In business, the odds are against us: the failure rate for startups ranges from 75 percent to as high as 90 percent. For every runaway success story, there are a few entrepreneurs wondering what went so wrong.
I know because I’ve been there. At 24, I’d already been in business for five years hauling junk. We had 11 employees and were pulling in a half-million dollars a year. But I was out of ideas to grow the business, felt I had the wrong team, and just wasn’t having fun anymore. I was ready to throw in the towel.
I’m glad I didn’t. Fast-forward 20 years and 1-800-GOT-JUNK? has hundreds of locations around the world. More than 3,000 people work for our franchise partners, and we have over 300 full-time at our head office in Vancouver. What I didn’t realize all those years ago was that I was a lot closer to succeeding than I suspected. I just needed a few tweaks to take my business from ordinary to exceptional.
Here’s how 1-800-GOT-JUNK? made that leap, and how your company can too.
People come first
When I was starting out, I hired people I knew—the ones I had easiest access to or who responded quickest to a call-out. While it seemed like the best solution at the time, failing to consider cultural alignment ended up being a huge mistake.
You’re probably thinking, “A junk removal company doesn’t have culture.” But that was the problem: At first, mine didn’t. I hired people to drive trucks and load junk and—not surprisingly—I ended up with a bunch of guys in it for a paycheck, not partners committed to growing the business with me.
A look at more than 100 startup failures found that “not having the right team” accounted for almost a quarter of all flops. Some entrepreneurs think that having the right people is the biggest influencer on future success. My friend Tony Hsieh of Zappos offers employees who don’t fit in a $2,000 bonus to quit, purely so that his team is made up of people he believes in.
With the future of my company in mind, I took the hardest step I’d made to that point: letting my entire team of 11 go, and rebuilding my business from the ground up. The second time around, I invested in hiring the right people. It wasn’t easy—junk removal isn’t an obvious magnet for the best and brightest. My first challenge was convincing people this wasn’t about junk, but about creating a new industry and doing something revolutionary.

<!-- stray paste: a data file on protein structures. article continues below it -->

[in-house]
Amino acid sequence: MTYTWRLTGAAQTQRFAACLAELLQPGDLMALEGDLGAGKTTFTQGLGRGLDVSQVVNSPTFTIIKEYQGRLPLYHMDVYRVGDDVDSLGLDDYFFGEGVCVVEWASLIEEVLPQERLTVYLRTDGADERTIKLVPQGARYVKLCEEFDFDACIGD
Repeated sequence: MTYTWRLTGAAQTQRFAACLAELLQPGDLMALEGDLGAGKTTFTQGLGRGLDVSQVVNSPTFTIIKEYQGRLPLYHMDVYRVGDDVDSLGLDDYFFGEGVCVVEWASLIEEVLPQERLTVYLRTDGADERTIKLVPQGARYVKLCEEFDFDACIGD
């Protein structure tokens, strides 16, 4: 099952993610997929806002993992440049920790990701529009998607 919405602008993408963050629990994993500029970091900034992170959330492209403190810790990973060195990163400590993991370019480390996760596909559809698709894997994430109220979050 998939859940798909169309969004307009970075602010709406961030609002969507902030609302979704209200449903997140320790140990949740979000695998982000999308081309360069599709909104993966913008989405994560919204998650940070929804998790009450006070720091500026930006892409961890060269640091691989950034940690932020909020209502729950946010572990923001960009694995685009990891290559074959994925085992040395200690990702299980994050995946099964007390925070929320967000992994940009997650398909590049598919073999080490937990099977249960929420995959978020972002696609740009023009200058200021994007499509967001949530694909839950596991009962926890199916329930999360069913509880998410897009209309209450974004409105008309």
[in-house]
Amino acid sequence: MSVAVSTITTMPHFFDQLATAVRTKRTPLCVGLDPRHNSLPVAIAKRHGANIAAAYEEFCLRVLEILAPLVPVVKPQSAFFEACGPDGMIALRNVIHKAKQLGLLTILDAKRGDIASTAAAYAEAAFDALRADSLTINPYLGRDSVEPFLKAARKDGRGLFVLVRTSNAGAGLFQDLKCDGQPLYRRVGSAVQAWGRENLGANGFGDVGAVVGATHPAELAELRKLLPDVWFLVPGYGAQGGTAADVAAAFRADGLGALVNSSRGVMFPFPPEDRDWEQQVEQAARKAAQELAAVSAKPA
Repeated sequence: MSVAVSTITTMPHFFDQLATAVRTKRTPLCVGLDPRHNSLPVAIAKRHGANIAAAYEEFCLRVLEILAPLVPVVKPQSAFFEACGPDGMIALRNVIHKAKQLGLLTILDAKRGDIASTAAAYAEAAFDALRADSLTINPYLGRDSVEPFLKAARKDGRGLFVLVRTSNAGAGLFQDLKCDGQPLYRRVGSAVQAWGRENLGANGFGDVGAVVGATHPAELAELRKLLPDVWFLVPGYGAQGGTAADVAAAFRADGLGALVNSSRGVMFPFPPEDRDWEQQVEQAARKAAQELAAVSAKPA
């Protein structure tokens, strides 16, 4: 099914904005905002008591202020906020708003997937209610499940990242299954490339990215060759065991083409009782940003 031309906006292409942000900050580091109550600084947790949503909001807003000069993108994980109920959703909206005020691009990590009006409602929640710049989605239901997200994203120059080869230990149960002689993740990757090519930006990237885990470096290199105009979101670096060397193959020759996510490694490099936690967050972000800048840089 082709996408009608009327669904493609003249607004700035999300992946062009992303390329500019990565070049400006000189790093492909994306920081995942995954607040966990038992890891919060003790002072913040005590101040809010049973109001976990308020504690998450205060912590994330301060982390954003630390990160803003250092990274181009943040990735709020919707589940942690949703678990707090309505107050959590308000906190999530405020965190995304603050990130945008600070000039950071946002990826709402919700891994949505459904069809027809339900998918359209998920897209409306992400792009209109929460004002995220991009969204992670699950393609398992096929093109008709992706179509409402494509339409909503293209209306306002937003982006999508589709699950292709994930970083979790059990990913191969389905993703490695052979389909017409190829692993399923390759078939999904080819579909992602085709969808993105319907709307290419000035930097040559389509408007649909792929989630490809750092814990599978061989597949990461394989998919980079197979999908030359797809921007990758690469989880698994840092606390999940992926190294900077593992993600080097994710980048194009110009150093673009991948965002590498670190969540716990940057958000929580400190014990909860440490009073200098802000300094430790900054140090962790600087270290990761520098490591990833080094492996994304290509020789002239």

Once candidates were in the door, I focused less on resumes and more on personality. I wanted self-starters with big dreams, who showed a “spark” when I shared my vision. The best culture fits were people I could see myself inviting to my house and having a beer with, so I developed a hiring hack: the backyard barbecue test. If a candidate is someone I could see having a burger on my porch, they’re probably a good culture fit. It’s a test I still use today.
When it comes to dreams, size does matter
Napster founder Sean Parker is now famous for saying, “A million dollars isn’t cool. You know what’s cool? A billion dollars.”
In the tech world, this isn’t an incendiary statement—dreaming big is par for the course. These days, every entrepreneur styles himself or herself an innovator or revolutionary, promising to overhaul an industry and generate mountains of cash. There’s much more to a business than just a bottom line, but I think the underlying idea of setting ambitious goals—even impossible ones—is important for entrepreneurs in any sector.
By 1997, I had been in the junk business for nearly a decade, but I couldn’t figure out how to expand. I was rubbing shoulders with other successful CEOs, but I was also constantly second-guessing myself and comparing my own modest success to others’ home runs. I felt like an imposter at best, and an imminent failure at worst.
Eventually I realized that I had to stop stacking my business against other peoples’ and to start envisioning it the way I wanted. That critical moment happened one afternoon on the dock of my parent’s cottage. I silenced my inner critic, closed my eyes and dreamt about what the future could look like, without blockers or limits imposed by me or anyone else. Here’s what I saw: My business wasn’t just in one city anymore; instead, it had spread to the top 30 cities in North America. I called this my “painted picture.”
Making that dream a reality was less straightforward, of course. I had to find a way to expand beyond Vancouver. Franchising was the obvious choice, but everyone I consulted said it couldn’t be done. Anyone with a truck and a few strong guys could start a junk hauling business—why would they pay to be associated with my company?
If my dream was ever going to get off the ground, I had to find a way to stand out from the pack. One advantage I knew I could offer was professionalism. In an industry with an unsavory reputation, I wanted to create the FedEx of junk removal. I insisted on clean, shiny trucks; friendly, uniformed drivers; on-time service; and upfront pricing.
Meeting those requirements put a serious strain on my resources, but it wasn’t something that just any guy with a pickup truck could offer. My other differentiator was less visible but just as important: Backend systems. I invested in a centralized customer service centre to handle inquiries by phone and email faster and more efficiently than anyone else. This data pipeline, though costly to set up, truly set us apart from anyone else in the industry.